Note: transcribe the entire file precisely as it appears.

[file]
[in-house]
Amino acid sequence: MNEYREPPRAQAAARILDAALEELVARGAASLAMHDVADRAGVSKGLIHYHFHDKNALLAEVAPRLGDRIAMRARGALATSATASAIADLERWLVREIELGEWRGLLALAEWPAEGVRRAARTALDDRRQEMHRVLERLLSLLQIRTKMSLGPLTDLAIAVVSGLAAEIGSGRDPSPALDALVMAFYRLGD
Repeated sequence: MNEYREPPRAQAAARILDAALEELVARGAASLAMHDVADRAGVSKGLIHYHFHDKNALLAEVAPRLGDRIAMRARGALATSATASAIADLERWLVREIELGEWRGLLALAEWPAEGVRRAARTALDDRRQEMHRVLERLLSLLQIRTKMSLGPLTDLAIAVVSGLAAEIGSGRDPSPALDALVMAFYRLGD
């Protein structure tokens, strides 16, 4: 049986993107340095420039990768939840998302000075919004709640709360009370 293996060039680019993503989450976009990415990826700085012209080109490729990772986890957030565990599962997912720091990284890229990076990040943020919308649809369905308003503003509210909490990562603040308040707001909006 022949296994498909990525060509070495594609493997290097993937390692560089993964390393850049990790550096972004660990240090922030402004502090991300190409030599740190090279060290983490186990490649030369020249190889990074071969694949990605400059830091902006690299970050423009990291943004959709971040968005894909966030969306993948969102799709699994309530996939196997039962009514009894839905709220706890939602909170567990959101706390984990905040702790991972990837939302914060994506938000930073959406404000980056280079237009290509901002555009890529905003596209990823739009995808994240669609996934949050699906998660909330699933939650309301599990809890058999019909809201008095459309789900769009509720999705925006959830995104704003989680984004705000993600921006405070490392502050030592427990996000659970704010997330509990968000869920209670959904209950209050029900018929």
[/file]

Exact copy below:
[in-house]
Amino acid sequence: MNEYREPPRAQAAARILDAALEELVARGAASLAMHDVADRAGVSKGLIHYHFHDKNALLAEVAPRLGDRIAMRARGALATSATASAIADLERWLVREIELGEWRGLLALAEWPAEGVRRAARTALDDRRQEMHRVLERLLSLLQIRTKMSLGPLTDLAIAVVSGLAAEIGSGRDPSPALDALVMAFYRLGD
Repeated sequence: MNEYREPPRAQAAARILDAALEELVARGAASLAMHDVADRAGVSKGLIHYHFHDKNALLAEVAPRLGDRIAMRARGALATSATASAIADLERWLVREIELGEWRGLLALAEWPAEGVRRAARTALDDRRQEMHRVLERLLSLLQIRTKMSLGPLTDLAIAVVSGLAAEIGSGRDPSPALDALVMAFYRLGD
């Protein structure tokens, strides 16, 4: 049986993107340095420039990768939840998302000075919004709640709360009370 293996060039680019993503989450976009990415990826700085012209080109490729990772986890957030565990599962997912720091990284890229990076990040943020919308649809369905308003503003509210909490990562603040308040707001909006 022949296994498909990525060509070495594609493997290097993937390692560089993964390393850049990790550096972004660990240090922030402004502090991300190409030599740190090279060290983490186990490649030369020249190889990074071969694949990605400059830091902006690299970050423009990291943004959709971040968005894909966030969306993948969102799709699994309530996939196997039962009514009894839905709220706890939602909170567990959101706390984990905040702790991972990837939302914060994506938000930073959406404000980056280079237009290509901002555009890529905003596209990823739009995808994240669609996934949050699906998660909330699933939650309301599990809890058999019909809201008095459309789900769009509720999705925006959830995104704003989680984004705000993600921006405070490392502050030592427990996000659970704010997330509990968000869920209670959904209950209050029900018929």